DETROIT — The next two days will be critical in deciding the fate of a new four-year contract between Fiat Chrysler and the United Auto Workers.
In early voting, workers at several factories rejected the deal, but those at a pickup truck plant in Warren, Michigan, voted in favor.
UAW leaders are still hoping that the contract will pass at large factories in Belvidere, Illinois; Sterling Heights, Michigan; and Toledo, Ohio. Results should be tallied Wednesday or Thursday at the plants, which together employ more than 12,000 workers.
The UAW, which represents about 40,000 Fiat Chrysler workers, reached a tentative agreement with the company two weeks ago that includes pay raises, the potential for increased profit sharing and a $3,000 signing bonus. But the raises don't bring an end to a two-tier wage structure that pays workers hired before 2007 more money. The contract also allows the company to shift some car production to low-wage Mexico, replacing it with new trucks and SUVs that carry higher price tags to cover higher U.S. wages.
If the deal is rejected, the union could go back to the bargaining table with Fiat Chrysler, also known as FCA US LLC, or it could shift bargaining to either Ford or General Motors. It could also go on strike. Workers at all three companies have stayed on the job under extensions of their old contract, which expired on Sept. 14. Usually the first deal reached serves as a basic template for the other two companies, although UAW President Dennis Williams made it clear he expects to get more from GM and Ford, which are more profitable than FCA.
On Tuesday afternoon, the union gave Ford notice that it intends to strike at an F-150 pickup truck plant in Claycomo, Missouri, near Kansas City starting this weekend. Union Vice President Jimmy Settles said in a notice to members that Ford isn't bargaining in good faith over local contract issues that include staffing provisions, heat stress and skilled trade schedules.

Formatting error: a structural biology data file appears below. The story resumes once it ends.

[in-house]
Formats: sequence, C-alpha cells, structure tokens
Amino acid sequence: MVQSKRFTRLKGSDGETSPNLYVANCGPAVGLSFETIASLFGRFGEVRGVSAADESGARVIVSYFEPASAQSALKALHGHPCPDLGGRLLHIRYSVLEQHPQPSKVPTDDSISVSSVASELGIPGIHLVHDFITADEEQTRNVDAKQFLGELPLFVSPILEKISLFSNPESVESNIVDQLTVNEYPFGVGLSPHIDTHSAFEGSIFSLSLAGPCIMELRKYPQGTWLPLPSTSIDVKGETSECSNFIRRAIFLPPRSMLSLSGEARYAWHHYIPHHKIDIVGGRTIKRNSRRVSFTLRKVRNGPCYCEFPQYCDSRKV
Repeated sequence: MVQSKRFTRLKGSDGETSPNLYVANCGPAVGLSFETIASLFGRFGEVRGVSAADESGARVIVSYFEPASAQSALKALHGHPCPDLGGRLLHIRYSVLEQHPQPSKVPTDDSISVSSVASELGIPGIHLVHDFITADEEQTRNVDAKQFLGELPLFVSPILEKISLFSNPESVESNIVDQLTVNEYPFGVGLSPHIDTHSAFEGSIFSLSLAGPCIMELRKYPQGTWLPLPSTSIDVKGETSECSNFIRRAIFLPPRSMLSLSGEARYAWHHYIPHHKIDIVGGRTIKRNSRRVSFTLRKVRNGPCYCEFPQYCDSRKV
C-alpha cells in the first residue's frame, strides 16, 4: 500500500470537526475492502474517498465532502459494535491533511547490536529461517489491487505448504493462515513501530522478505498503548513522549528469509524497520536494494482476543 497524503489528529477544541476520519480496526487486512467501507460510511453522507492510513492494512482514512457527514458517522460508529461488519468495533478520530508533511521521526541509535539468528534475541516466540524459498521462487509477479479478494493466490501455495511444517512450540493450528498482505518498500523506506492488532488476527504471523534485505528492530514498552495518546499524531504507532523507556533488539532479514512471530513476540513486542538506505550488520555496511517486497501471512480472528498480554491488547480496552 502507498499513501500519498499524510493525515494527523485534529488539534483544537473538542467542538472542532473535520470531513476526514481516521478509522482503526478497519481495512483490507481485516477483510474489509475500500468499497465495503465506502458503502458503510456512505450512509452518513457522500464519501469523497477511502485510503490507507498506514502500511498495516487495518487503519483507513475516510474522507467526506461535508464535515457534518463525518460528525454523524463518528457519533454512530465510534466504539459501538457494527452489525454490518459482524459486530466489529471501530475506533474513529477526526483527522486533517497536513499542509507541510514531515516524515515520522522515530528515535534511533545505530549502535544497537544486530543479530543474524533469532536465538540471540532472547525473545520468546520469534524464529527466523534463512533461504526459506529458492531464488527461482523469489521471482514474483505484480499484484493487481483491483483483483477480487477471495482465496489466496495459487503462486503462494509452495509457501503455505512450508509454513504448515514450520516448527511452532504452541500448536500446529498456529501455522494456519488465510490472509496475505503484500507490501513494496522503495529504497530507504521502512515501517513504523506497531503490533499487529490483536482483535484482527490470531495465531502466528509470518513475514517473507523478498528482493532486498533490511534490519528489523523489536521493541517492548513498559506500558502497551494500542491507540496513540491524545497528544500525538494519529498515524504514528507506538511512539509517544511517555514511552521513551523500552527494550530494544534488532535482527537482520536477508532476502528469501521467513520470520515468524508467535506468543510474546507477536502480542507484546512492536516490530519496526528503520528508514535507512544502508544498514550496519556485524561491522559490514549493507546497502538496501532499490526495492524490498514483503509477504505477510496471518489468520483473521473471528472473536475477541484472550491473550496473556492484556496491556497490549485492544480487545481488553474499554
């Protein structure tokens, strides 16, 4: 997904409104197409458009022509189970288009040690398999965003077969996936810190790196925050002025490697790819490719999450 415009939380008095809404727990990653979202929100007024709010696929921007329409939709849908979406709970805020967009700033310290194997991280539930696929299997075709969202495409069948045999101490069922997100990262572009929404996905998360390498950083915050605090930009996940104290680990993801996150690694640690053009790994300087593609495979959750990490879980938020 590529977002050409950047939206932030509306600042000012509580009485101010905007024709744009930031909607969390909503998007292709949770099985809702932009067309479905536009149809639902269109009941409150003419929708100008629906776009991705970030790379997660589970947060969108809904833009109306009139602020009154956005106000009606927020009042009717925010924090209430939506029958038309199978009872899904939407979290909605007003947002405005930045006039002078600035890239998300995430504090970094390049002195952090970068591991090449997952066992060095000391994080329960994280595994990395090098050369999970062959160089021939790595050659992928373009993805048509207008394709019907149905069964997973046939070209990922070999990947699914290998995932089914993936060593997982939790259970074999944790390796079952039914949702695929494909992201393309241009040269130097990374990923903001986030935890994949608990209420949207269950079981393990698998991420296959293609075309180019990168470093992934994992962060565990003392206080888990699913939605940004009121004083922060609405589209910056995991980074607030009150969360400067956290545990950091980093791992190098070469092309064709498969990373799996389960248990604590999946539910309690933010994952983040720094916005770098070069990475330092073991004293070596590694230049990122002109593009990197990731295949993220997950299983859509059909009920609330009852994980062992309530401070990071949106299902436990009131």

The 120-hour notice expires at 12:48 p.m. Sunday at the sprawling 7,500-worker factory, which also makes the Transit commercial van.
Ford says it's working to avoid a strike and it's confident it can negotiate a fair and competitive deal with workers.
At Fiat Chrysler plants, voting is difficult to track because plant-level union officials usually release only percentages of votes for and against the contract.
At the company's engine plant in Trenton, Michigan, south of Detroit, 80 percent of production workers voted against the deal last week.
Mike McCarthy, a machine operator, said the contract had good points, but he voted "no" because it didn't give the lower-tier workers a path to reaching the top wage of $28.50 per hour. Although he is paid at the higher hourly rate, McCarthy said there "wasn't any light at the end of the tunnel" for the second-tier workers. "We need to be more equal. It's got to be a fairer deal."
The UAW agreed to allow lower pay for entry-level workers in 2007 when Detroit automakers were struggling financially. About 45 percent of FCA's workers are paid the lower wage, while GM and Ford can't exceed roughly 20 to 25 percent.
Workers in Trenton also were concerned about moving car production to Mexico, even if the products are replaced by trucks and SUVs, because if gas prices spike, the market could shift to cars and U.S. workers could be stuck making less-efficient vehicles, McCarthy said. "Ideally you want to mix your product," he said.
Under the deal, pay for entry level workers hired after 2007 would top out at $25.35 per hour after three years, up from the current $19.28. Top-tier workers hired before 2007 would go from $28.50 per hour to $30 per hour during the four-year contract. They haven't had raises in more than a decade, although they have received profit-sharing checks.
Although a strike against FCA is possible, McCarthy says it should only be a last resort. "It's the final straw kind of thing," he said. "I hope we don't go that route."